The expression of leukocyte adhesion molecules in the intact brains of mice with experimental autoimmune encephalitis (EAE) was visualized by Magnetic Resonance Imaging (MRI) through the use of a new, target-specific MR contrast agent. Antibody-conjugated paramagnetic liposomes (ACPLs) were designed to achieve in vivo targeting of molecules expressed on vascular endothelium, while providing sufficient signal enhancement at these sites for detection by MRI. ACPLs targeted to intercellular adhesion molecule-1 (ICAM-1), an endothelial leukocyte receptor upregulated on cerebral microvasculature during EAE, were administered to diseased mice. Fluorescence microscopy confirmed that fluorescently-tagged ACPLs were localized to central nervous system (CNS) microvasculature in a pattern consistent with ICAM-1 upregulation described immunohistochemically. High resolution MRI of mouse brains ex vivo demonstrated that ACPL binding conferred significant enhancement of signal intensity (SI) as compared to control images. These results suggest that ACPLs can be used as MRI contrast agents to visualize specific molecules expressed on vascular endothelium during disease. (C) 2000 Elsevier Science B.V.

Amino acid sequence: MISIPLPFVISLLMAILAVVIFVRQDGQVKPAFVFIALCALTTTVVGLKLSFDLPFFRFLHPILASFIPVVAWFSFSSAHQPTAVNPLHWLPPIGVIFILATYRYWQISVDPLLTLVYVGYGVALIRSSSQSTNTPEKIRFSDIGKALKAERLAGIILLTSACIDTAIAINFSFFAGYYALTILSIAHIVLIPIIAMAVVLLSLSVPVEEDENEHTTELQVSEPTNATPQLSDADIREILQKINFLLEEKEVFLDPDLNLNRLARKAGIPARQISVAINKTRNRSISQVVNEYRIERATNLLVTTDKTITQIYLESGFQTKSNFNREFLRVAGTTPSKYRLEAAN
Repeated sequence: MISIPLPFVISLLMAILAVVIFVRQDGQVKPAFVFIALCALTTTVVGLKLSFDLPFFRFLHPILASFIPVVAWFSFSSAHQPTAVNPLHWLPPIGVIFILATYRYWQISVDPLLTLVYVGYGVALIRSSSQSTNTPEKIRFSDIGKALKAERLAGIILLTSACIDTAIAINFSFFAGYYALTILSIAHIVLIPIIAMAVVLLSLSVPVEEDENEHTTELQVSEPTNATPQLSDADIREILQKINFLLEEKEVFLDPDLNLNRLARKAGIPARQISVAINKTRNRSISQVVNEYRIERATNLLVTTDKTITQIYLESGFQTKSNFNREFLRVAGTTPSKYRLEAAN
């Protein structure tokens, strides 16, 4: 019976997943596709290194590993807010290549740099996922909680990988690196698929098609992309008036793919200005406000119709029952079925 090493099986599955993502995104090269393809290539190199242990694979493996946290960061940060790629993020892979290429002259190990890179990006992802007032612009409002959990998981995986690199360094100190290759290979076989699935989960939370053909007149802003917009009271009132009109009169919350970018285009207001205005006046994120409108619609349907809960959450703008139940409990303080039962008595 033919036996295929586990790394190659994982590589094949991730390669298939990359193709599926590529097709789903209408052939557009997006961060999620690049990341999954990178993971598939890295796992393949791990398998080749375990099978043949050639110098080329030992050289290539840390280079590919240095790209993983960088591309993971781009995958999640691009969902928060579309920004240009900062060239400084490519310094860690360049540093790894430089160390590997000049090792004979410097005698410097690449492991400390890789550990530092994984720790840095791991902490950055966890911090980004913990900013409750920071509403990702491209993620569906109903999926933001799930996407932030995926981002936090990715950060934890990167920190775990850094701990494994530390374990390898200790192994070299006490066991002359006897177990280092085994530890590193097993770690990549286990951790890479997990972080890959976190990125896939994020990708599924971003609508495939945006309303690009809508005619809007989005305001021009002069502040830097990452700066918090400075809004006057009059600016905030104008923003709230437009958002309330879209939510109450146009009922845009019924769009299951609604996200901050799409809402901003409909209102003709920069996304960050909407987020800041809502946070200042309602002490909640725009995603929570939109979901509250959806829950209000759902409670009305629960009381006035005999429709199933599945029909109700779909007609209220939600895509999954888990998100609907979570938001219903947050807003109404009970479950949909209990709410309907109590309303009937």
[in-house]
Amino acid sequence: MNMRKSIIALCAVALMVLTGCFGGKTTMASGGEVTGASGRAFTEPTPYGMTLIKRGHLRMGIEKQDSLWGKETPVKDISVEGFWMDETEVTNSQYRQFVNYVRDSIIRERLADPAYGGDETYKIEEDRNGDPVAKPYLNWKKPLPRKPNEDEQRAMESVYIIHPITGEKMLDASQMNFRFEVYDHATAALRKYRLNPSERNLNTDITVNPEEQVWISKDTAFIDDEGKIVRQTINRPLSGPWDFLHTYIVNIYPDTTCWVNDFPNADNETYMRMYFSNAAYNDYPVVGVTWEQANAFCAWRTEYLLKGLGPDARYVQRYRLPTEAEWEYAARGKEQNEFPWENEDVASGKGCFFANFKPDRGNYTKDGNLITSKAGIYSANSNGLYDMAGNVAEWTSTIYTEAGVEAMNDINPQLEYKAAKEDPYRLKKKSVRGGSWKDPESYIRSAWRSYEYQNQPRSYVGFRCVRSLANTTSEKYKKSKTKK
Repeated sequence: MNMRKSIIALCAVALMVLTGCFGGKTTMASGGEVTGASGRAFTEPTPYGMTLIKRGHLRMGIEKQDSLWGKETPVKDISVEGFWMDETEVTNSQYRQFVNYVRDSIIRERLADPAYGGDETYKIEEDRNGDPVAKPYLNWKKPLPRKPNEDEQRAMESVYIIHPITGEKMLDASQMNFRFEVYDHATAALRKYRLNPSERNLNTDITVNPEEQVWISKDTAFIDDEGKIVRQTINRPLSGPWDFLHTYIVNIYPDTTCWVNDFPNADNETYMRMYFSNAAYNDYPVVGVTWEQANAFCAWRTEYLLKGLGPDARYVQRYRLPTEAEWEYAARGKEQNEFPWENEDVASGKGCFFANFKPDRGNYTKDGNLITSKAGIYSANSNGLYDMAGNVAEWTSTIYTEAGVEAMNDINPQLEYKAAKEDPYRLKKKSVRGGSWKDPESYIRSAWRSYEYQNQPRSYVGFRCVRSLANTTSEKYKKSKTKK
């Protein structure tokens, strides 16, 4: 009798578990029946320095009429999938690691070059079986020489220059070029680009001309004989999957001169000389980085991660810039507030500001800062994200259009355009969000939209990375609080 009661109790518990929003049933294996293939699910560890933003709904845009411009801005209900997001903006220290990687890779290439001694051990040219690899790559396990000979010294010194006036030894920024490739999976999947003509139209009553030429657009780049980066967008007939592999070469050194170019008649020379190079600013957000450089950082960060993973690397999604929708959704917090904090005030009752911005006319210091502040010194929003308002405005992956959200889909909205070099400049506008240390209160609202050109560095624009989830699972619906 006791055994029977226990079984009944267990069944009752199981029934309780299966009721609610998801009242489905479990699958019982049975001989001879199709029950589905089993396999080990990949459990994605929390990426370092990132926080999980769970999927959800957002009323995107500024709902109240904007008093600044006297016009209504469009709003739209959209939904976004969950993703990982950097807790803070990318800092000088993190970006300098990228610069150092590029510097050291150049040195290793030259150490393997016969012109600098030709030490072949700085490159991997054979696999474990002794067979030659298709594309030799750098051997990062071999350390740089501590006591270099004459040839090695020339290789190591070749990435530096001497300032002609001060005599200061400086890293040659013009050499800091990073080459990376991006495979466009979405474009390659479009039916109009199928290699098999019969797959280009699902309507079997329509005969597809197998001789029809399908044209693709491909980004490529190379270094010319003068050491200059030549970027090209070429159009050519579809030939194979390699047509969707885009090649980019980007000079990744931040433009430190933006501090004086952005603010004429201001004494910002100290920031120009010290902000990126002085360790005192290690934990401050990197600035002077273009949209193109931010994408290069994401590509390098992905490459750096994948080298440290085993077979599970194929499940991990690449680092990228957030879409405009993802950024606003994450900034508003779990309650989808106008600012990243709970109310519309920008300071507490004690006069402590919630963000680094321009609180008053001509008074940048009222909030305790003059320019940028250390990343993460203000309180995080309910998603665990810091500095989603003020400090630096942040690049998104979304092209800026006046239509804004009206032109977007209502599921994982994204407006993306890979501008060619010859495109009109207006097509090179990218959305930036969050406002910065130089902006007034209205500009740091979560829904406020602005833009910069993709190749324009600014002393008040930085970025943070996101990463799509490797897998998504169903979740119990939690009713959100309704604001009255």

- Intracellular adhesion molecules (ICAM)
- Magnetic resonance imaging (MRI)
- Multiple sclerosis (MS)
ASJC Scopus subject areas
- Immunology and Allergy
- Clinical Neurology